Premier Kathleen Wynne, Deputy Premier Deb Matthews, and Transportation Minister Steven Del Duca announcing next steps in high speed rail system. May 19, 2017. Photo by Scott Kitching, Blackburn News.

Wynne Announces Next Step In High Speed Rail

It is still years away, but high speed rail is a step closer in the Toronto-London-Windsor corridor.

Premier Kathleen Wynne was joined by Deputy Premier and London North Centre MPP Deb Matthews and Transportation Minister Steven Del Duca in London on Friday morning to announce that the province is moving ahead with preliminary designs and environmental assessments for the high speed rail project.

The comprehensive environmental assessment will cost $15-million.

Premier Wynne says the Toronto to London corridor is expected to be completed by 2025, while the second phase from London to Windsor will be ready by 2031.

“The Toronto-Windsor corridor is home to over 7-million people and over 60% of Ontario’s economic activitiy,” Wynne said. “This is where our economy thrives….and so we need to make sure we keep it the vibrant and diverse region that it has been and that we provide the connectivity that will allow it to thrive.”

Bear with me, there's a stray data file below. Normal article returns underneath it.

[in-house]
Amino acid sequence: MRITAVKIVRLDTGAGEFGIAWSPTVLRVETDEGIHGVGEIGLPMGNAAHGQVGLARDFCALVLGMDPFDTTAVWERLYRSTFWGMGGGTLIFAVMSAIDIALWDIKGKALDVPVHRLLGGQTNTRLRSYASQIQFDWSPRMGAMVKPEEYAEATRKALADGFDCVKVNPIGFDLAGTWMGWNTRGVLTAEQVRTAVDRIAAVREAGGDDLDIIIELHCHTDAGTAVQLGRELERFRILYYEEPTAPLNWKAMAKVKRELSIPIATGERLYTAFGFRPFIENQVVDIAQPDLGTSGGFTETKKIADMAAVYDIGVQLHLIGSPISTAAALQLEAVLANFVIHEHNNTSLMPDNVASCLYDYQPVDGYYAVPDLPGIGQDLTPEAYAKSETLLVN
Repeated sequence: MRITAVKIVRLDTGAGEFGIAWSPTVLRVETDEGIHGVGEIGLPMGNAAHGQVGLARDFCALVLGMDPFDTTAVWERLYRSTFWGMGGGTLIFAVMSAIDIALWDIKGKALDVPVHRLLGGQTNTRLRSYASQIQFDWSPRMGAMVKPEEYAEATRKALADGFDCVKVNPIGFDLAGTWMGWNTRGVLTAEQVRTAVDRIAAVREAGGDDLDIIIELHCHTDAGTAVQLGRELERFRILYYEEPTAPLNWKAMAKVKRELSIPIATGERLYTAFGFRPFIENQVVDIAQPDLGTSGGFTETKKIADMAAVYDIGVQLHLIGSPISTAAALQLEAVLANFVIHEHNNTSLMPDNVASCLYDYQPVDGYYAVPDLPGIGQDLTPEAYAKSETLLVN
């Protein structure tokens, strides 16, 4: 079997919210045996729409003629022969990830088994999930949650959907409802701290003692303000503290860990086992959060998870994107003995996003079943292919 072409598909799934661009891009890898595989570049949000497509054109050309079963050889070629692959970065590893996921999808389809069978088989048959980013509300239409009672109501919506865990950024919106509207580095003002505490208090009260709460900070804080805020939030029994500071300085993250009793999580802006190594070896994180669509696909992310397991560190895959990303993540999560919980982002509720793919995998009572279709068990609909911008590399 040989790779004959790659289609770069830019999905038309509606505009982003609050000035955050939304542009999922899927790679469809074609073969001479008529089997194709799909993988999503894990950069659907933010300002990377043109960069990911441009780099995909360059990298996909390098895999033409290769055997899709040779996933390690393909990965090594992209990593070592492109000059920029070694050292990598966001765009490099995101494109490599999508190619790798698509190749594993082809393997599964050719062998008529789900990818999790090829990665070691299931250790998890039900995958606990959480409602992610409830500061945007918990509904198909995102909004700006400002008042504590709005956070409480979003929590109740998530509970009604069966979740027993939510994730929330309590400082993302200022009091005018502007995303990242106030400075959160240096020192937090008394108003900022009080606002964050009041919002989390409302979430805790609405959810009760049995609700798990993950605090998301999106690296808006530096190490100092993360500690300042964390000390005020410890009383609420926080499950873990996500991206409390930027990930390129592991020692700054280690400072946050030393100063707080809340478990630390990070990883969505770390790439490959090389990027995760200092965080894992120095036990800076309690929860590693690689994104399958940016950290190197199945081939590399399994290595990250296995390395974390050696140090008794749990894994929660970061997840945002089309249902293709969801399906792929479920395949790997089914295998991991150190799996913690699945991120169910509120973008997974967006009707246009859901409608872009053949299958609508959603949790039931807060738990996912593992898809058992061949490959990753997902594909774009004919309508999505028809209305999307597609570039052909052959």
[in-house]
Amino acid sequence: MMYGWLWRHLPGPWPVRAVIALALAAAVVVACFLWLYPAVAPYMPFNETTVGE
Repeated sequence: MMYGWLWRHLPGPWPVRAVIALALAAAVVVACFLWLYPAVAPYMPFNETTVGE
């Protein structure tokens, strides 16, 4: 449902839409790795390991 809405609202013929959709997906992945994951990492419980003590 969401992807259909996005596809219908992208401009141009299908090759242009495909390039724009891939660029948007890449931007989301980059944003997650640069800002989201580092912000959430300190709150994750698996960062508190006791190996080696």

Eventually, the high speed rail system will run from Toronto to Windsor, with stops in Guelph, Kitchener-Waterloo, London, and Chatham. The trip from London to Union Station in Toronto is expected to take 73 minutes, while the trip from Toronto to Windsor would take two hours.

“We’re outgrowing our transportation network, that’s the reality. And so, we absolutely have to provide faster, better, more sustainable transportation options for people,” Wynne said. “The best time to have built high speed rail was 40 years ago. The second best time is today.”

In 2015, former federal Transport Minister David Collenette was asked to look at the feasibility of a Toronto-Windsor high speed rail system. His report has been released and has determined there is a strong business case for the project along with opportunities to work with the private sector in areas of financing and construction.

The premier says Collenette’s report also predicts the high speed rail link could ultimately attract up to 10-million passengers per year.¬†She admits there will be challenges, but she says there is “enormous opportunity” to unlock local and regional economic development.

London Mayor Matt was at Friday’s announcement and stressed how important high speed rail will be to the city.

“It’s an investment that will, quite frankly, change the way we live our lives in a place like London, Ontario,” said Brown. “We’re a medium sized community of 400,000. We need to ensure that we have a strong connection to Toronto, and this is going to allow us to do that.”